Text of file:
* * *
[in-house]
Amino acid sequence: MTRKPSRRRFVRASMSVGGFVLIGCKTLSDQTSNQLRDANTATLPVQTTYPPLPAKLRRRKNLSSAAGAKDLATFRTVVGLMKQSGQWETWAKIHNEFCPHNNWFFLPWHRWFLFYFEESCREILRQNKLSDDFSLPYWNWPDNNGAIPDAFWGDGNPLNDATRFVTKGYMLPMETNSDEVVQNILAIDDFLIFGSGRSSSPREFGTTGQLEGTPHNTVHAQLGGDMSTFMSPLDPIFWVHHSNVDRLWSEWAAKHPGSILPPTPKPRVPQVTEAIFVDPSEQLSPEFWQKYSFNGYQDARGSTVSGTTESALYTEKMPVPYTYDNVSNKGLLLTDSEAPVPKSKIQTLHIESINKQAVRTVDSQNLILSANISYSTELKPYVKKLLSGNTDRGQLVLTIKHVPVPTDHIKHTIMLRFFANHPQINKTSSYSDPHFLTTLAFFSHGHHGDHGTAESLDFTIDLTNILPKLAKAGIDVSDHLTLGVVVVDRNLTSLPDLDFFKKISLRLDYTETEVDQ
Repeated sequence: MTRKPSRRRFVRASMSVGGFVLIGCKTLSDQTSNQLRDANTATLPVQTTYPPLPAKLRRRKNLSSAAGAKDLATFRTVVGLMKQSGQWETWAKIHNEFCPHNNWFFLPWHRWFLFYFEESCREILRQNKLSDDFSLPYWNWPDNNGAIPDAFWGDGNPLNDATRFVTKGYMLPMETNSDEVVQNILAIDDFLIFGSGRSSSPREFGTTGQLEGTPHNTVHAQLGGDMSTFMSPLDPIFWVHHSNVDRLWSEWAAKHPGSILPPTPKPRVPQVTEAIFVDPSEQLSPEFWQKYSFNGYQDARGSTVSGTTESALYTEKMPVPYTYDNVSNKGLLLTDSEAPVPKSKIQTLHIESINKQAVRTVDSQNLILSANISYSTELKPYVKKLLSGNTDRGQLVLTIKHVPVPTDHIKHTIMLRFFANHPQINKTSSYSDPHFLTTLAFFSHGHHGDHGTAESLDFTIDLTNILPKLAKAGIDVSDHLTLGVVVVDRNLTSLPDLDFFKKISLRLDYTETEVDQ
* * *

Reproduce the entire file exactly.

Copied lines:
[in-house]
Amino acid sequence: MTRKPSRRRFVRASMSVGGFVLIGCKTLSDQTSNQLRDANTATLPVQTTYPPLPAKLRRRKNLSSAAGAKDLATFRTVVGLMKQSGQWETWAKIHNEFCPHNNWFFLPWHRWFLFYFEESCREILRQNKLSDDFSLPYWNWPDNNGAIPDAFWGDGNPLNDATRFVTKGYMLPMETNSDEVVQNILAIDDFLIFGSGRSSSPREFGTTGQLEGTPHNTVHAQLGGDMSTFMSPLDPIFWVHHSNVDRLWSEWAAKHPGSILPPTPKPRVPQVTEAIFVDPSEQLSPEFWQKYSFNGYQDARGSTVSGTTESALYTEKMPVPYTYDNVSNKGLLLTDSEAPVPKSKIQTLHIESINKQAVRTVDSQNLILSANISYSTELKPYVKKLLSGNTDRGQLVLTIKHVPVPTDHIKHTIMLRFFANHPQINKTSSYSDPHFLTTLAFFSHGHHGDHGTAESLDFTIDLTNILPKLAKAGIDVSDHLTLGVVVVDRNLTSLPDLDFFKKISLRLDYTETEVDQ
Repeated sequence: MTRKPSRRRFVRASMSVGGFVLIGCKTLSDQTSNQLRDANTATLPVQTTYPPLPAKLRRRKNLSSAAGAKDLATFRTVVGLMKQSGQWETWAKIHNEFCPHNNWFFLPWHRWFLFYFEESCREILRQNKLSDDFSLPYWNWPDNNGAIPDAFWGDGNPLNDATRFVTKGYMLPMETNSDEVVQNILAIDDFLIFGSGRSSSPREFGTTGQLEGTPHNTVHAQLGGDMSTFMSPLDPIFWVHHSNVDRLWSEWAAKHPGSILPPTPKPRVPQVTEAIFVDPSEQLSPEFWQKYSFNGYQDARGSTVSGTTESALYTEKMPVPYTYDNVSNKGLLLTDSEAPVPKSKIQTLHIESINKQAVRTVDSQNLILSANISYSTELKPYVKKLLSGNTDRGQLVLTIKHVPVPTDHIKHTIMLRFFANHPQINKTSSYSDPHFLTTLAFFSHGHHGDHGTAESLDFTIDLTNILPKLAKAGIDVSDHLTLGVVVVDRNLTSLPDLDFFKKISLRLDYTETEVDQ